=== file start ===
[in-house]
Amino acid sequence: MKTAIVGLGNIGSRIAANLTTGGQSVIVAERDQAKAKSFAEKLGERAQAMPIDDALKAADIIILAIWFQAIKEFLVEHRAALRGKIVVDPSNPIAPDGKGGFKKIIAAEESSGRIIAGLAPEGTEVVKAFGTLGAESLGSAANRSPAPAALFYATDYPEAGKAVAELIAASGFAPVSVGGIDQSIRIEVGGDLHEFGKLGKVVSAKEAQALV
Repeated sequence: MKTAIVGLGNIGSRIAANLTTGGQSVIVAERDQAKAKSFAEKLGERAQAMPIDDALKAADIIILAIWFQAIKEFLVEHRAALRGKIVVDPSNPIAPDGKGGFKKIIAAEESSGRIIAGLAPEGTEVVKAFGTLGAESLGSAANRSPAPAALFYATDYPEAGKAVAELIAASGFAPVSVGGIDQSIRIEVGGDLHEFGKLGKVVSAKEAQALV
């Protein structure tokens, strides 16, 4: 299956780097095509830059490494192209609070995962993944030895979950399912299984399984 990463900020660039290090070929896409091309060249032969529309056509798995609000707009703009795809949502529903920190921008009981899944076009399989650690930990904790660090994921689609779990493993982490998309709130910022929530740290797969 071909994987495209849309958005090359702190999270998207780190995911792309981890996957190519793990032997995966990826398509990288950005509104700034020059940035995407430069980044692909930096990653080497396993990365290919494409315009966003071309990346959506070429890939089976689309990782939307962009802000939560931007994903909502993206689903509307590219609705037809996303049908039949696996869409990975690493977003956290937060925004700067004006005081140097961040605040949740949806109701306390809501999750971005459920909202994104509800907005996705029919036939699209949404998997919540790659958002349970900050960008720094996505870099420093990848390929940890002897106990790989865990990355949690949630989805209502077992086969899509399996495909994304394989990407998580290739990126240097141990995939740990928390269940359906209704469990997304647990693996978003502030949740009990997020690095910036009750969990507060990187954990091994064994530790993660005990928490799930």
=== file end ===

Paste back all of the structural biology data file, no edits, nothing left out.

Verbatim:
[in-house]
Amino acid sequence: MKTAIVGLGNIGSRIAANLTTGGQSVIVAERDQAKAKSFAEKLGERAQAMPIDDALKAADIIILAIWFQAIKEFLVEHRAALRGKIVVDPSNPIAPDGKGGFKKIIAAEESSGRIIAGLAPEGTEVVKAFGTLGAESLGSAANRSPAPAALFYATDYPEAGKAVAELIAASGFAPVSVGGIDQSIRIEVGGDLHEFGKLGKVVSAKEAQALV
Repeated sequence: MKTAIVGLGNIGSRIAANLTTGGQSVIVAERDQAKAKSFAEKLGERAQAMPIDDALKAADIIILAIWFQAIKEFLVEHRAALRGKIVVDPSNPIAPDGKGGFKKIIAAEESSGRIIAGLAPEGTEVVKAFGTLGAESLGSAANRSPAPAALFYATDYPEAGKAVAELIAASGFAPVSVGGIDQSIRIEVGGDLHEFGKLGKVVSAKEAQALV
């Protein structure tokens, strides 16, 4: 299956780097095509830059490494192209609070995962993944030895979950399912299984399984 990463900020660039290090070929896409091309060249032969529309056509798995609000707009703009795809949502529903920190921008009981899944076009399989650690930990904790660090994921689609779990493993982490998309709130910022929530740290797969 071909994987495209849309958005090359702190999270998207780190995911792309981890996957190519793990032997995966990826398509990288950005509104700034020059940035995407430069980044692909930096990653080497396993990365290919494409315009966003071309990346959506070429890939089976689309990782939307962009802000939560931007994903909502993206689903509307590219609705037809996303049908039949696996869409990975690493977003956290937060925004700067004006005081140097961040605040949740949806109701306390809501999750971005459920909202994104509800907005996705029919036939699209949404998997919540790659958002349970900050960008720094996505870099420093990848390929940890002897106990790989865990990355949690949630989805209502077992086969899509399996495909994304394989990407998580290739990126240097141990995939740990928390269940359906209704469990997304647990693996978003502030949740009990997020690095910036009750969990507060990187954990091994064994530790993660005990928490799930």